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Erosion & Sediment Control and Stream & Wetland Permits

The Clinton County Conservation District has delegation from the PA Department of Environmental Protection to administer the Chapter 102 Erosion and Sediment Pollution control program and to acknowledge stream and wetlands permits for certain activities and structures in or near a regulated stream or floodway.


Determine what type of permit, plan, or practice is required for your project


Erosion & Sediment Control

A Code, Title 25, Chapter 102 and the Pennsylvania Clean Streams Law require the implementation and maintenance of erosion and sediment control best management practices to minimize the potential for accelerated erosion and sedimentation. Since Clinton County is home to a high number of special protection waters these regulations in many cases require that an erosion and sediment pollution control plan be developed regardless of the amount of expected earth disturbance. In addition, local municipal ordinances may require that the Conservation District review the erosion and sediment pollution control plan before a building or excavation permit will be issued.


Stream & Wetland Permits

PA Code, Title 25, Chapter 105 regulates wetlands and any channel with defined bed and banks that can convey water. The channel can be natural or man made, seasonal or intermittent. In addition, these regulations require approval for activities within the floodway. In some cases, the floodway is determined by Federal Emergency Management Agency (FEMA). When no such FEMA designation exists, the floodway is considered to extend 50 feet landward from the top of each stream bank. Typical activities that are commonly permitted include driveway culverts, highway bridges, utility line stream crossings, stream bank stabilization projects, etc.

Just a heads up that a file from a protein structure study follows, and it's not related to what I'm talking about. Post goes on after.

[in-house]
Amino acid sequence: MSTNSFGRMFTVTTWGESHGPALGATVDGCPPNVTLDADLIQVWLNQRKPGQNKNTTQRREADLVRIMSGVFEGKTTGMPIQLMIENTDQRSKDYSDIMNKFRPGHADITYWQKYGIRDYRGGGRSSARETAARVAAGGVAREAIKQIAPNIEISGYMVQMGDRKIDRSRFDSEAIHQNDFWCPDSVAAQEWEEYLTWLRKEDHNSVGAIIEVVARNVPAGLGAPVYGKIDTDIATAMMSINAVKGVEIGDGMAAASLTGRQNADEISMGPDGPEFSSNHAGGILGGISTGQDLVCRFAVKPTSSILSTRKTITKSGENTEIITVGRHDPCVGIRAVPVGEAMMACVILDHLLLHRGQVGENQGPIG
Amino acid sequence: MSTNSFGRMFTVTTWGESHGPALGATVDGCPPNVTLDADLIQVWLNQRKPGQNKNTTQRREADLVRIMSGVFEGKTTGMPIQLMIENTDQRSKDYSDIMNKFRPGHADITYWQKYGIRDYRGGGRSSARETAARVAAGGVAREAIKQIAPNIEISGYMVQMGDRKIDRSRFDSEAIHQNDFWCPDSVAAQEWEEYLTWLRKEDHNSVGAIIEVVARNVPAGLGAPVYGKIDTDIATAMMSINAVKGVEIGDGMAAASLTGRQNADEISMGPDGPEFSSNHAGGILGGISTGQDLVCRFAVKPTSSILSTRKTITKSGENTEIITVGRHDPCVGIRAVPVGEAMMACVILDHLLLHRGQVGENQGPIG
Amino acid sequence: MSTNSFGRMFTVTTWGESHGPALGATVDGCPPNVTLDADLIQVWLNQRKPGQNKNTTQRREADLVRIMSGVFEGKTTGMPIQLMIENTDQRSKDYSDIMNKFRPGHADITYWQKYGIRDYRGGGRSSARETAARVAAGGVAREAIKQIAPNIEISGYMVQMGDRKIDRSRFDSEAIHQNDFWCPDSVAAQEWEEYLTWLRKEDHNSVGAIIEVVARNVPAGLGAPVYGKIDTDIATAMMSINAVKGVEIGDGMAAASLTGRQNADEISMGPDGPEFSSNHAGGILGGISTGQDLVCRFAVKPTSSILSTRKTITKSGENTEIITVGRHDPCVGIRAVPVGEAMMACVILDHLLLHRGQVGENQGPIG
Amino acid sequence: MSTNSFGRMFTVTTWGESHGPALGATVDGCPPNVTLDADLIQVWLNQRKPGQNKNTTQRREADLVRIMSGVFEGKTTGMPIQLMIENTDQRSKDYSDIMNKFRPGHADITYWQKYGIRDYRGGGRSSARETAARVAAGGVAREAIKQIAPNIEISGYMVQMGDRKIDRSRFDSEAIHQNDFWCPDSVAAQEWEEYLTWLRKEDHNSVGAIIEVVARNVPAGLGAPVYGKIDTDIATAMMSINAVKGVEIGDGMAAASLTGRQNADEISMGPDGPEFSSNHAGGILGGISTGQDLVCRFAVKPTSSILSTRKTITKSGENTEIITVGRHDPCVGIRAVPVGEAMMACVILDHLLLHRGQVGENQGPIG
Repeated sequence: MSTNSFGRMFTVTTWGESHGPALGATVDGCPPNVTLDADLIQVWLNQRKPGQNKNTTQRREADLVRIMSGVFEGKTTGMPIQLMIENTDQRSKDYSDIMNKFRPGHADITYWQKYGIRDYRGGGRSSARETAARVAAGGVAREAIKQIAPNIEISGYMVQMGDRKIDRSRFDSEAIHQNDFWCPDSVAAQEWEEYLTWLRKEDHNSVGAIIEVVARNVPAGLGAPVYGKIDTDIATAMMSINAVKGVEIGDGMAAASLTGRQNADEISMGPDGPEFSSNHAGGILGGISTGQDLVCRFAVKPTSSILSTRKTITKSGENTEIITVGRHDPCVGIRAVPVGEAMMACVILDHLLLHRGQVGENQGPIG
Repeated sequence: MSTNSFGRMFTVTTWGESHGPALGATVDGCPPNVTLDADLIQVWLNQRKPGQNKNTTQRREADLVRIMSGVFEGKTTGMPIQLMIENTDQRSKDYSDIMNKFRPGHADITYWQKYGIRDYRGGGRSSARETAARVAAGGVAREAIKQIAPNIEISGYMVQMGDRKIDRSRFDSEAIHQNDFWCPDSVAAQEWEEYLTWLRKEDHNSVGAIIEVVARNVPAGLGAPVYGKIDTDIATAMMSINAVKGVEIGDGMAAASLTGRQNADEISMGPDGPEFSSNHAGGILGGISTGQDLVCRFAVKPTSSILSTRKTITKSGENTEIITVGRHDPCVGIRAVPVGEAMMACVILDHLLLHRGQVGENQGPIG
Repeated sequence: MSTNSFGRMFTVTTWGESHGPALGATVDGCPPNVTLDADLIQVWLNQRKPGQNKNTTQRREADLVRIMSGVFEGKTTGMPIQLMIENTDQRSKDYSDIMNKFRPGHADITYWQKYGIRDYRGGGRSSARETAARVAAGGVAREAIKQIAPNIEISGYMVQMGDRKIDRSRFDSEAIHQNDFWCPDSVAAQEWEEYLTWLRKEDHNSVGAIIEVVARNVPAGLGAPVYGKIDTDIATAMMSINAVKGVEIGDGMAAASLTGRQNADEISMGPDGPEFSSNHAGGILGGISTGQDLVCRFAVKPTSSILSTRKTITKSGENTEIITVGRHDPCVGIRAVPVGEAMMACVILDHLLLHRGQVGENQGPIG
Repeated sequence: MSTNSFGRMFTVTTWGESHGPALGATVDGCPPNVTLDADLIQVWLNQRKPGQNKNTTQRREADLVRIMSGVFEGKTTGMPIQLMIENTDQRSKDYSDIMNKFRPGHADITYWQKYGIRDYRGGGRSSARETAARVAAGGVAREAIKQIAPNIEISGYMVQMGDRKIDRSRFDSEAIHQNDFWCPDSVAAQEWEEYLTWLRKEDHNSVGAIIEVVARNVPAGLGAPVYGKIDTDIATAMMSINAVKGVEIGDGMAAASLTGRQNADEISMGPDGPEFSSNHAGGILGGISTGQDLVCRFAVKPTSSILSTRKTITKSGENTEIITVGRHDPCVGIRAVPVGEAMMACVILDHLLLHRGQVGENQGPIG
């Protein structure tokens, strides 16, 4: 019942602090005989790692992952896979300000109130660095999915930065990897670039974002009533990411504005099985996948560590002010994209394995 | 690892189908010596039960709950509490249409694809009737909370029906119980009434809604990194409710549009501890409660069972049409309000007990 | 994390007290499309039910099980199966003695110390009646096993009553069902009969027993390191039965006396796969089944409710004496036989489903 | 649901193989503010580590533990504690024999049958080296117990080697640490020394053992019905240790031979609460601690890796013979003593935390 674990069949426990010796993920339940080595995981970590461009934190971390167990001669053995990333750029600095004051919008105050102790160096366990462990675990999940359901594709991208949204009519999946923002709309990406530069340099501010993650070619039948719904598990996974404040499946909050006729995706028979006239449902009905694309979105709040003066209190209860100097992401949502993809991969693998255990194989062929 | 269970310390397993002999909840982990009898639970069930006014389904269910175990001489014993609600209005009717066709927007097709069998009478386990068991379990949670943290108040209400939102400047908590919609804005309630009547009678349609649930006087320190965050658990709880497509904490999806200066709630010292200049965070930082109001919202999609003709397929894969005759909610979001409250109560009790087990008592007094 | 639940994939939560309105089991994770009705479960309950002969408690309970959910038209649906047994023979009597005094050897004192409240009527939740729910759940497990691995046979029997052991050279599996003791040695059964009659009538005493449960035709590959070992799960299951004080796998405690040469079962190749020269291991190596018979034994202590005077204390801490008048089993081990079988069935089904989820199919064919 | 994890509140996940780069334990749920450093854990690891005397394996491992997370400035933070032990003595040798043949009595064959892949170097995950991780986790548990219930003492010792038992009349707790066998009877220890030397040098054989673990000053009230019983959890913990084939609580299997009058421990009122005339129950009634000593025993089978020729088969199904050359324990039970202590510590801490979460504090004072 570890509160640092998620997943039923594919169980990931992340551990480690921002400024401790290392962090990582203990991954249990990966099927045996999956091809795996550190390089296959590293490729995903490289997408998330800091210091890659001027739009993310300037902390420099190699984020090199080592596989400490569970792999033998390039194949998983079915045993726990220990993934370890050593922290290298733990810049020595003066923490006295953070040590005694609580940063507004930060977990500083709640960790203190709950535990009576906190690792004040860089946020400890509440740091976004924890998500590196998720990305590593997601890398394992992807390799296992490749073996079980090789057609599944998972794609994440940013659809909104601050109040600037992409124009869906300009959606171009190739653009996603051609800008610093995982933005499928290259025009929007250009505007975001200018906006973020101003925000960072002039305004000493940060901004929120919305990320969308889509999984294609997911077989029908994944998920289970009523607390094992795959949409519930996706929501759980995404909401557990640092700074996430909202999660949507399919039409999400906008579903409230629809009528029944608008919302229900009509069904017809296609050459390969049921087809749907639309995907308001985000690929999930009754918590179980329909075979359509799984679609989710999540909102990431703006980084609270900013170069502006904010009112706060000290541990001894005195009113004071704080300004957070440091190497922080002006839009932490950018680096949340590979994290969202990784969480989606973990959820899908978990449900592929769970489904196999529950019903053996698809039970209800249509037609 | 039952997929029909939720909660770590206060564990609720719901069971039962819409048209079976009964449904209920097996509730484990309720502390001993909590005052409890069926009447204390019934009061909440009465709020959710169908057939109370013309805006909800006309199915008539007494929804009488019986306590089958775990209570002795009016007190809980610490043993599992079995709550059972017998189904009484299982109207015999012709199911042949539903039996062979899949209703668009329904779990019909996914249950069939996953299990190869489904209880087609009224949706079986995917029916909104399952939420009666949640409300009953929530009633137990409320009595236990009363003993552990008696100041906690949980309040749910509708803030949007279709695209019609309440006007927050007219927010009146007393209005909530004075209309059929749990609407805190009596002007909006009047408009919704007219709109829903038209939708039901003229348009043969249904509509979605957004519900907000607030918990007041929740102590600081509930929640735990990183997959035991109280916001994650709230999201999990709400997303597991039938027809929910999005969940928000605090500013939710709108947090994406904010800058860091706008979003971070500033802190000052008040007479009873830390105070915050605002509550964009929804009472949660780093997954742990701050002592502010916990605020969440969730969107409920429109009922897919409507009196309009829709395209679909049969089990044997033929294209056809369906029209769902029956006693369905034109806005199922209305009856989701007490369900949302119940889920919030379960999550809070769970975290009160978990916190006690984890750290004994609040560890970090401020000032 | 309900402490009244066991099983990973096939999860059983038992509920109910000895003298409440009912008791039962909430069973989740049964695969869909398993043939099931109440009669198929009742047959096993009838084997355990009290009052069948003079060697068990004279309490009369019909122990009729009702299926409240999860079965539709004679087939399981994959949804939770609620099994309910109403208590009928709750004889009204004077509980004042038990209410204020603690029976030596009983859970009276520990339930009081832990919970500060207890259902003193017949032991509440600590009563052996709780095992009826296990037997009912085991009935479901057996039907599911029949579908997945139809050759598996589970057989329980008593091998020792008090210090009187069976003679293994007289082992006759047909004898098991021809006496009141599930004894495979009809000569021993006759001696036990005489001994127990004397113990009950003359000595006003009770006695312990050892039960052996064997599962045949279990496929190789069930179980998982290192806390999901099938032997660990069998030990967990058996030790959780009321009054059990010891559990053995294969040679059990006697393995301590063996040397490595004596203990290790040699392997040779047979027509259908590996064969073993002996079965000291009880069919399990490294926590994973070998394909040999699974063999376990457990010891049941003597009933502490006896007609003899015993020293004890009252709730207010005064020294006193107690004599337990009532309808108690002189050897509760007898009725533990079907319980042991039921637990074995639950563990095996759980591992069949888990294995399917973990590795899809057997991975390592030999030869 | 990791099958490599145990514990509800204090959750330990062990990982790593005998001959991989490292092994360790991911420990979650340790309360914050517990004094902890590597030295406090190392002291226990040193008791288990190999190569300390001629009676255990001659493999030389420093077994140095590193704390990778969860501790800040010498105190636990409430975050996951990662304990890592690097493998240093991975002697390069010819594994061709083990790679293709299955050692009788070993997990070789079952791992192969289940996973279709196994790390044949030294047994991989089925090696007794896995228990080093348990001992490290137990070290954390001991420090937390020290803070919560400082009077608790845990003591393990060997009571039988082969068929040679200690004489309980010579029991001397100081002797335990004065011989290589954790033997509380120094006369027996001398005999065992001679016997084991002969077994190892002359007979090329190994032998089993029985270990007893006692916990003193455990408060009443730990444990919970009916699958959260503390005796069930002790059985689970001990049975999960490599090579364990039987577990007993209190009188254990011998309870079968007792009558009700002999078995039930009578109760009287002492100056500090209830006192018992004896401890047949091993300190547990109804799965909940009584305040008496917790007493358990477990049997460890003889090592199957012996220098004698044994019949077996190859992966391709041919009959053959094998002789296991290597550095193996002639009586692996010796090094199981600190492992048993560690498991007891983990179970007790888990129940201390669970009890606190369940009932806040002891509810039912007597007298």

The Conservation District's Chapter 102 and Chapter 105 responsibilities include education, technical assistance, site inspection, plan review, voluntary compliance, and permit acknowledgement. Contact the Clinton County Conservation District Resource Conservation staff for assistance related to:

  • Determination of permit requirements
  • Plan design technical assistance
  • Permits for projects in and around streams, including: bank stabilization, crossings, and fish habitat structures
  • ermits for projects that will disturb more than one acre of ground
  • Pre-construction meetings on earthmoving sites to help ensure compliance with permits, and regulations
  • Field inspection of earthmoving projects
  • Investigation of and response to complaints regarding sediment pollution